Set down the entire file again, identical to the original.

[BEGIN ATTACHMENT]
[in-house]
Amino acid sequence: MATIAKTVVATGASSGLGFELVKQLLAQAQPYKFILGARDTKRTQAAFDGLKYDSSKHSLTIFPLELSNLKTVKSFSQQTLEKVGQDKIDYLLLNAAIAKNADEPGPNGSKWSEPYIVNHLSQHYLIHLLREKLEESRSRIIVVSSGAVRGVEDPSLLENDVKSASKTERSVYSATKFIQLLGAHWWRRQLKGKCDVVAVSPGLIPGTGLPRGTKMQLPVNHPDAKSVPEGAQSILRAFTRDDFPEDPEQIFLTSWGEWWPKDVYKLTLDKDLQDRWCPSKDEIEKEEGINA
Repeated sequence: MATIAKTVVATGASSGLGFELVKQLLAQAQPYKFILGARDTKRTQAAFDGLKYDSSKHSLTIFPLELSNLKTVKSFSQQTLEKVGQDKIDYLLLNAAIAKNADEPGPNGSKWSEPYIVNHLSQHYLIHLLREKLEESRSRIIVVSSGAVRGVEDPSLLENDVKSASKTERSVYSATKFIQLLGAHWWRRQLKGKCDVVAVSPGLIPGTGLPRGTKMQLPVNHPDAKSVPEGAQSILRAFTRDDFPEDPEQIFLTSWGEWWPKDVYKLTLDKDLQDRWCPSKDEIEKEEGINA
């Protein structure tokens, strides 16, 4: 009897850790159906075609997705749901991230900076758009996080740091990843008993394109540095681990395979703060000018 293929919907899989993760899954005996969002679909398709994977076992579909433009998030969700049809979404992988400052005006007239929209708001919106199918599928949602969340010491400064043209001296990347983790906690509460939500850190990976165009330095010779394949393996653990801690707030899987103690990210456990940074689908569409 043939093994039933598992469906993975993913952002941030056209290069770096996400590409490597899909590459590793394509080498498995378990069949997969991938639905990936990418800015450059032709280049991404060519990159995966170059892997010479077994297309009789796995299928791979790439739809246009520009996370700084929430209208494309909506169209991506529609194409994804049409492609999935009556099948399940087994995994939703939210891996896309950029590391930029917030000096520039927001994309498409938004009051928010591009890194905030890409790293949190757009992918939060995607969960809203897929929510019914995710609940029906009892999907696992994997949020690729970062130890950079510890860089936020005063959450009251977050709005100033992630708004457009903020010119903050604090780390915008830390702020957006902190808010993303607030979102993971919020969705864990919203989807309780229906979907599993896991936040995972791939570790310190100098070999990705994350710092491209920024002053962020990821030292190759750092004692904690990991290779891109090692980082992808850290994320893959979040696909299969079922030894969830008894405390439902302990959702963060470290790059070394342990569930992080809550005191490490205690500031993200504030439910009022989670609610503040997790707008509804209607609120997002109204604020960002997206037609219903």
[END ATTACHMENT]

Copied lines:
[in-house]
Amino acid sequence: MATIAKTVVATGASSGLGFELVKQLLAQAQPYKFILGARDTKRTQAAFDGLKYDSSKHSLTIFPLELSNLKTVKSFSQQTLEKVGQDKIDYLLLNAAIAKNADEPGPNGSKWSEPYIVNHLSQHYLIHLLREKLEESRSRIIVVSSGAVRGVEDPSLLENDVKSASKTERSVYSATKFIQLLGAHWWRRQLKGKCDVVAVSPGLIPGTGLPRGTKMQLPVNHPDAKSVPEGAQSILRAFTRDDFPEDPEQIFLTSWGEWWPKDVYKLTLDKDLQDRWCPSKDEIEKEEGINA
Repeated sequence: MATIAKTVVATGASSGLGFELVKQLLAQAQPYKFILGARDTKRTQAAFDGLKYDSSKHSLTIFPLELSNLKTVKSFSQQTLEKVGQDKIDYLLLNAAIAKNADEPGPNGSKWSEPYIVNHLSQHYLIHLLREKLEESRSRIIVVSSGAVRGVEDPSLLENDVKSASKTERSVYSATKFIQLLGAHWWRRQLKGKCDVVAVSPGLIPGTGLPRGTKMQLPVNHPDAKSVPEGAQSILRAFTRDDFPEDPEQIFLTSWGEWWPKDVYKLTLDKDLQDRWCPSKDEIEKEEGINA
């Protein structure tokens, strides 16, 4: 009897850790159906075609997705749901991230900076758009996080740091990843008993394109540095681990395979703060000018 293929919907899989993760899954005996969002679909398709994977076992579909433009998030969700049809979404992988400052005006007239929209708001919106199918599928949602969340010491400064043209001296990347983790906690509460939500850190990976165009330095010779394949393996653990801690707030899987103690990210456990940074689908569409 043939093994039933598992469906993975993913952002941030056209290069770096996400590409490597899909590459590793394509080498498995378990069949997969991938639905990936990418800015450059032709280049991404060519990159995966170059892997010479077994297309009789796995299928791979790439739809246009520009996370700084929430209208494309909506169209991506529609194409994804049409492609999935009556099948399940087994995994939703939210891996896309950029590391930029917030000096520039927001994309498409938004009051928010591009890194905030890409790293949190757009992918939060995607969960809203897929929510019914995710609940029906009892999907696992994997949020690729970062130890950079510890860089936020005063959450009251977050709005100033992630708004457009903020010119903050604090780390915008830390702020957006902190808010993303607030979102993971919020969705864990919203989807309780229906979907599993896991936040995972791939570790310190100098070999990705994350710092491209920024002053962020990821030292190759750092004692904690990991290779891109090692980082992808850290994320893959979040696909299969079922030894969830008894405390439902302990959702963060470290790059070394342990569930992080809550005191490490205690500031993200504030439910009022989670609610503040997790707008509804209607609120997002109204604020960002997206037609219903």